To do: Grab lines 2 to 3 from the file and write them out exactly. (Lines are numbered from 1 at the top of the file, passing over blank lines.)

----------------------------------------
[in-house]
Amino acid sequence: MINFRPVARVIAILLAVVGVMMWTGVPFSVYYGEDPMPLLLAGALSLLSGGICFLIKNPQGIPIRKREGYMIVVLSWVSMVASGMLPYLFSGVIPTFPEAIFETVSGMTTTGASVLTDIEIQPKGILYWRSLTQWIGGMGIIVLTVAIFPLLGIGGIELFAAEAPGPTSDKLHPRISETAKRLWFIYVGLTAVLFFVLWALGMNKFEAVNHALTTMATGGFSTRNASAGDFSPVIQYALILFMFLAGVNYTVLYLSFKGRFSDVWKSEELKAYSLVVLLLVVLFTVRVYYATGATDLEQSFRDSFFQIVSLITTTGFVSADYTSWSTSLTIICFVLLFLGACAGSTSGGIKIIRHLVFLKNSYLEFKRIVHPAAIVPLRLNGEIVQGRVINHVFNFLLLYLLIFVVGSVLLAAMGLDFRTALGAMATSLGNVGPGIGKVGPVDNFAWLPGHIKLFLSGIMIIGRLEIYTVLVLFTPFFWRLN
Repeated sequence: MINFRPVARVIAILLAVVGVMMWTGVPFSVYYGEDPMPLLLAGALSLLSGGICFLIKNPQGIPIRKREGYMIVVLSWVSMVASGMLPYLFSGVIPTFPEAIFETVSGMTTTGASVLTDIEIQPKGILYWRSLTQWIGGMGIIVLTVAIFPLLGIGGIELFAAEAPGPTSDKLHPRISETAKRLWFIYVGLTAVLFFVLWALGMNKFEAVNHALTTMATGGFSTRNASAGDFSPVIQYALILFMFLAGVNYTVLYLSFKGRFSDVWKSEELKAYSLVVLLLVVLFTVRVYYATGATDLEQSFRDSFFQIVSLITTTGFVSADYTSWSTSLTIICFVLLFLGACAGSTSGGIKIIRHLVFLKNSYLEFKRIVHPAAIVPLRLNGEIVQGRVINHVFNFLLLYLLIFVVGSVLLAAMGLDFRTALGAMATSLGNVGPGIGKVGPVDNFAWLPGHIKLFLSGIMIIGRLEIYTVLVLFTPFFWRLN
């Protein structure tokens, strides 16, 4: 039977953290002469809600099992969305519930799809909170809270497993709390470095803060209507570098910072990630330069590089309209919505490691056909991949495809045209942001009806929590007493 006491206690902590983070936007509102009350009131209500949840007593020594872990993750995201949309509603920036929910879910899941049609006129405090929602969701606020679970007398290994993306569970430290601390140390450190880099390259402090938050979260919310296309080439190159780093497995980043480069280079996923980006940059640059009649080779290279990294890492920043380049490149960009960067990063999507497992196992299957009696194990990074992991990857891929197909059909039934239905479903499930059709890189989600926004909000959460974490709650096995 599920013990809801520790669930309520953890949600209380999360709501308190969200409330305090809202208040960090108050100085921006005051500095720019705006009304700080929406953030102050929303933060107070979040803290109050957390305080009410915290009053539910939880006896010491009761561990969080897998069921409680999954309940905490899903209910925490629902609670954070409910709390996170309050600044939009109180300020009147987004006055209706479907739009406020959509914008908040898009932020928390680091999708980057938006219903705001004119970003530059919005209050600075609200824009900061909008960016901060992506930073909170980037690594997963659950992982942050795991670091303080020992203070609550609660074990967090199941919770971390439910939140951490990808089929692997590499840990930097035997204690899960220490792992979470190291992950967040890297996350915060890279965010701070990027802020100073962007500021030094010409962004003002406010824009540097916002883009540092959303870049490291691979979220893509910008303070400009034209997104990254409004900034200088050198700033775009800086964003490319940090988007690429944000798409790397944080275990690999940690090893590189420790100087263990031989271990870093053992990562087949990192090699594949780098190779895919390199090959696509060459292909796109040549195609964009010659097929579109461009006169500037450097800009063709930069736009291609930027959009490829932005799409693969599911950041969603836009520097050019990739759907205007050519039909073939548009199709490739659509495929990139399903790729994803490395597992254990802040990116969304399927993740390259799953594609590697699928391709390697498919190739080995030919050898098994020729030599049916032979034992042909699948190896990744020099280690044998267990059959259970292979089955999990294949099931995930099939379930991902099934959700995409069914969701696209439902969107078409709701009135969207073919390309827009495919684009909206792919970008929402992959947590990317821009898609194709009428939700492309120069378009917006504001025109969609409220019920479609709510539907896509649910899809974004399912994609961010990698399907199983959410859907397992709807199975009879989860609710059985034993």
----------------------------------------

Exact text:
Amino acid sequence: MINFRPVARVIAILLAVVGVMMWTGVPFSVYYGEDPMPLLLAGALSLLSGGICFLIKNPQGIPIRKREGYMIVVLSWVSMVASGMLPYLFSGVIPTFPEAIFETVSGMTTTGASVLTDIEIQPKGILYWRSLTQWIGGMGIIVLTVAIFPLLGIGGIELFAAEAPGPTSDKLHPRISETAKRLWFIYVGLTAVLFFVLWALGMNKFEAVNHALTTMATGGFSTRNASAGDFSPVIQYALILFMFLAGVNYTVLYLSFKGRFSDVWKSEELKAYSLVVLLLVVLFTVRVYYATGATDLEQSFRDSFFQIVSLITTTGFVSADYTSWSTSLTIICFVLLFLGACAGSTSGGIKIIRHLVFLKNSYLEFKRIVHPAAIVPLRLNGEIVQGRVINHVFNFLLLYLLIFVVGSVLLAAMGLDFRTALGAMATSLGNVGPGIGKVGPVDNFAWLPGHIKLFLSGIMIIGRLEIYTVLVLFTPFFWRLN
Repeated sequence: MINFRPVARVIAILLAVVGVMMWTGVPFSVYYGEDPMPLLLAGALSLLSGGICFLIKNPQGIPIRKREGYMIVVLSWVSMVASGMLPYLFSGVIPTFPEAIFETVSGMTTTGASVLTDIEIQPKGILYWRSLTQWIGGMGIIVLTVAIFPLLGIGGIELFAAEAPGPTSDKLHPRISETAKRLWFIYVGLTAVLFFVLWALGMNKFEAVNHALTTMATGGFSTRNASAGDFSPVIQYALILFMFLAGVNYTVLYLSFKGRFSDVWKSEELKAYSLVVLLLVVLFTVRVYYATGATDLEQSFRDSFFQIVSLITTTGFVSADYTSWSTSLTIICFVLLFLGACAGSTSGGIKIIRHLVFLKNSYLEFKRIVHPAAIVPLRLNGEIVQGRVINHVFNFLLLYLLIFVVGSVLLAAMGLDFRTALGAMATSLGNVGPGIGKVGPVDNFAWLPGHIKLFLSGIMIIGRLEIYTVLVLFTPFFWRLN